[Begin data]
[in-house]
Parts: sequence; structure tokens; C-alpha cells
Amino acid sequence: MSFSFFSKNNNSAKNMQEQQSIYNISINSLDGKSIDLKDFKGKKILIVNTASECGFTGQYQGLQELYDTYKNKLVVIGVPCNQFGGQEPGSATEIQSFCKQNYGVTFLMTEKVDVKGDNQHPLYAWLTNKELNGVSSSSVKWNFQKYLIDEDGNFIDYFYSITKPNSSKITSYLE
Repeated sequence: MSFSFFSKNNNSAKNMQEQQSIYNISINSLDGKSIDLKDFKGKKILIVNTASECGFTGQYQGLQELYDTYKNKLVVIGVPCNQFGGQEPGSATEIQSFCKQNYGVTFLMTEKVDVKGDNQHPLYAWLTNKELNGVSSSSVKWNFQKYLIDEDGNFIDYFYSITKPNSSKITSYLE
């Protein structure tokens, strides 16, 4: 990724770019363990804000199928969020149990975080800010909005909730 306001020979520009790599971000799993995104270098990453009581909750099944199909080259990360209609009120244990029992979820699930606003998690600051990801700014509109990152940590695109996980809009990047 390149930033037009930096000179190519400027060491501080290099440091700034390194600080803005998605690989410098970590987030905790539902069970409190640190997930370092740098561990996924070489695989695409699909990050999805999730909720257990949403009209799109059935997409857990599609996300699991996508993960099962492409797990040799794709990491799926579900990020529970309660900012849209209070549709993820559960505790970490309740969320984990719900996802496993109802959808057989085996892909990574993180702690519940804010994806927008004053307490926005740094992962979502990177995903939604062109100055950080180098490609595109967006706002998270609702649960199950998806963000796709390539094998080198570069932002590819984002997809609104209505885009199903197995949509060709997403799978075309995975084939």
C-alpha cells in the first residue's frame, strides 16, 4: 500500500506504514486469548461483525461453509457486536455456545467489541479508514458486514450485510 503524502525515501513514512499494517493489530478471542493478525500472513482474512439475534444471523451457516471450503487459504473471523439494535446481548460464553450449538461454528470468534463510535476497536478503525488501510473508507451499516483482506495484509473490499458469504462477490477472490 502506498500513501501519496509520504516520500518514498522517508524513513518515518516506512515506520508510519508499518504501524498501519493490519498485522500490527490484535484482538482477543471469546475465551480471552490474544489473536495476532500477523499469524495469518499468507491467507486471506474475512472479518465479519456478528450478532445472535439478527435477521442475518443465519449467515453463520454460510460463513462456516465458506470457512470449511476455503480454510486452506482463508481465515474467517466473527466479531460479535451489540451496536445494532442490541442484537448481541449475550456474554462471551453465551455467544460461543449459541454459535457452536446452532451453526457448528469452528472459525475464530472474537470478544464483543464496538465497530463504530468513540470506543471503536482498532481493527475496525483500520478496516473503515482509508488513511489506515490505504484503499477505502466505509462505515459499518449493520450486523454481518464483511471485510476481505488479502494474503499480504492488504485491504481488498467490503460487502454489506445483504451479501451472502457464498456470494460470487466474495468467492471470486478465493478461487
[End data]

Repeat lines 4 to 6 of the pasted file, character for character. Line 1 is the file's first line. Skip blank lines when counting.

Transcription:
Repeated sequence: MSFSFFSKNNNSAKNMQEQQSIYNISINSLDGKSIDLKDFKGKKILIVNTASECGFTGQYQGLQELYDTYKNKLVVIGVPCNQFGGQEPGSATEIQSFCKQNYGVTFLMTEKVDVKGDNQHPLYAWLTNKELNGVSSSSVKWNFQKYLIDEDGNFIDYFYSITKPNSSKITSYLE
């Protein structure tokens, strides 16, 4: 990724770019363990804000199928969020149990975080800010909005909730 306001020979520009790599971000799993995104270098990453009581909750099944199909080259990360209609009120244990029992979820699930606003998690600051990801700014509109990152940590695109996980809009990047 390149930033037009930096000179190519400027060491501080290099440091700034390194600080803005998605690989410098970590987030905790539902069970409190640190997930370092740098561990996924070489695989695409699909990050999805999730909720257990949403009209799109059935997409857990599609996300699991996508993960099962492409797990040799794709990491799926579900990020529970309660900012849209209070549709993820559960505790970490309740969320984990719900996802496993109802959808057989085996892909990574993180702690519940804010994806927008004053307490926005740094992962979502990177995903939604062109100055950080180098490609595109967006706002998270609702649960199950998806963000796709390539094998080198570069932002590819984002997809609104209505885009199903197995949509060709997403799978075309995975084939």
C-alpha cells in the first residue's frame, strides 16, 4: 500500500506504514486469548461483525461453509457486536455456545467489541479508514458486514450485510 503524502525515501513514512499494517493489530478471542493478525500472513482474512439475534444471523451457516471450503487459504473471523439494535446481548460464553450449538461454528470468534463510535476497536478503525488501510473508507451499516483482506495484509473490499458469504462477490477472490 502506498500513501501519496509520504516520500518514498522517508524513513518515518516506512515506520508510519508499518504501524498501519493490519498485522500490527490484535484482538482477543471469546475465551480471552490474544489473536495476532500477523499469524495469518499468507491467507486471506474475512472479518465479519456478528450478532445472535439478527435477521442475518443465519449467515453463520454460510460463513462456516465458506470457512470449511476455503480454510486452506482463508481465515474467517466473527466479531460479535451489540451496536445494532442490541442484537448481541449475550456474554462471551453465551455467544460461543449459541454459535457452536446452532451453526457448528469452528472459525475464530472474537470478544464483543464496538465497530463504530468513540470506543471503536482498532481493527475496525483500520478496516473503515482509508488513511489506515490505504484503499477505502466505509462505515459499518449493520450486523454481518464483511471485510476481505488479502494474503499480504492488504485491504481488498467490503460487502454489506445483504451479501451472502457464498456470494460470487466474495468467492471470486478465493478461487